Lawsuit claims TXDOT knew of flood risk in Interstate-10 design
WINNIE – More than 30 residents in Chambers County have filed a lawsuit against the State of Texas, alleging that the design of a local highway has caused repeated flooding of thousands of acres of property, including their homes and businesses.
According to the lawsuit, the state’s decision to install a solid concrete traffic barrier in the highway’s median causes flooding on properties along the north side of I-10.
While the lawsuit recognizes that the median protects driver safety, the plaintiffs point out that Texas transportation engineers elected to use a type of barrier that retains water upstream rather than letting the water flow downstream.
“The state knowingly and intentionally put a dam in the middle of a highway that runs across natural watercourses,” says Daniel Charest of Burns Charest, attorney for the property owners.
“By design, the properties on the north side of I-10 are sacrificed, so a portion of highway on the south side could remain open. While the structure serves public purposes, like maintaining access and enhancing public safety, both the state and federal constitutions preclude the state from forcing a few individuals to bear the burden of providing those public benefits without just compensation.”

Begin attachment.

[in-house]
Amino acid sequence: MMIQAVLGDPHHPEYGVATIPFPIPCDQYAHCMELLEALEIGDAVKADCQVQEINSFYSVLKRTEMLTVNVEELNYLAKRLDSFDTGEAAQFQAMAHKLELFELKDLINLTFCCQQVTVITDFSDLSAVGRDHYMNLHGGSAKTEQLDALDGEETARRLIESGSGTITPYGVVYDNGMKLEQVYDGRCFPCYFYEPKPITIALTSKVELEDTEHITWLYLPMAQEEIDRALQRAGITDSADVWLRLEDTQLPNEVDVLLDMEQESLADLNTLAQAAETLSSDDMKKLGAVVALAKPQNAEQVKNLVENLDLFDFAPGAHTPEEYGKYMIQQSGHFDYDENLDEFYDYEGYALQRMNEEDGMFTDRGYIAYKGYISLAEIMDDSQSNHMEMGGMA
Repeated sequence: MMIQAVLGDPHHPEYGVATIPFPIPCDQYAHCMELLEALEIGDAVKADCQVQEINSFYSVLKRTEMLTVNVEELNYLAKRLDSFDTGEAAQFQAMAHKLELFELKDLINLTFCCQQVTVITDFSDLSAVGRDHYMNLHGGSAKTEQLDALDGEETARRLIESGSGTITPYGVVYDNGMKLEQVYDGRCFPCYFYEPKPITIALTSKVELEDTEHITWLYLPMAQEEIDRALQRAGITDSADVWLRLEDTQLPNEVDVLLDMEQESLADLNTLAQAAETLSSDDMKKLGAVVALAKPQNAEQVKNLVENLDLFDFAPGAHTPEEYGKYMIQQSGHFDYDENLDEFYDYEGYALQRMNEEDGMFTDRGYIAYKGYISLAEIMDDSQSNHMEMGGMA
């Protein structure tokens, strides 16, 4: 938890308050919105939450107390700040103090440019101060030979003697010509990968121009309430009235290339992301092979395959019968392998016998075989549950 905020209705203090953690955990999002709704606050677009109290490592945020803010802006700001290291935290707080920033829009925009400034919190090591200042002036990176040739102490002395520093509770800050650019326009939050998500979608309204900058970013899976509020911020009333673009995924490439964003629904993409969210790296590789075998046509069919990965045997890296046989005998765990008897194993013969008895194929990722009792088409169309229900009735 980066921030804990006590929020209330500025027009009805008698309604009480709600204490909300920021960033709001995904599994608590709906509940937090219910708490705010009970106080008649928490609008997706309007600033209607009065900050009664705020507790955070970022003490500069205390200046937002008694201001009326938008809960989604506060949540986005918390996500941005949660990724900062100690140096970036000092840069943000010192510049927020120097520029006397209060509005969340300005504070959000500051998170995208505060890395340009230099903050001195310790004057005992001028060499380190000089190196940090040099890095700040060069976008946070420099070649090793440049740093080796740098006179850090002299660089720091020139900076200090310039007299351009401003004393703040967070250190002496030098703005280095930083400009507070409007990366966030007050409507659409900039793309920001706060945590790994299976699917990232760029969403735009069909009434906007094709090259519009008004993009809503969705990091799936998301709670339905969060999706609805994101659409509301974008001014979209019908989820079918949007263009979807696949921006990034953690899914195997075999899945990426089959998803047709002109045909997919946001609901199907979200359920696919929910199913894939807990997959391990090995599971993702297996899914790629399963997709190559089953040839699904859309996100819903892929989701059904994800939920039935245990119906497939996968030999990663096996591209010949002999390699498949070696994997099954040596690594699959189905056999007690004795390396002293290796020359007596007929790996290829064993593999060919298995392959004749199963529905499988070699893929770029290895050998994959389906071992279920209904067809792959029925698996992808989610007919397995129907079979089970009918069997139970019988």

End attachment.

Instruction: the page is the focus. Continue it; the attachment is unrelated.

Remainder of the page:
The lawsuit notes that Texas courts, including the Texas Supreme Court, have ruled that the government must compensate private property owners for their losses suffered when the state chooses to provide a public benefit in situations like this. According to attorneys for the property owners, with the change in the law announced last year by the U.S. Supreme Court, this will be one of the first tests of the state’s liability to property owners under the Takings Clause of the Fifth Amendment to the U.S. Constitution.
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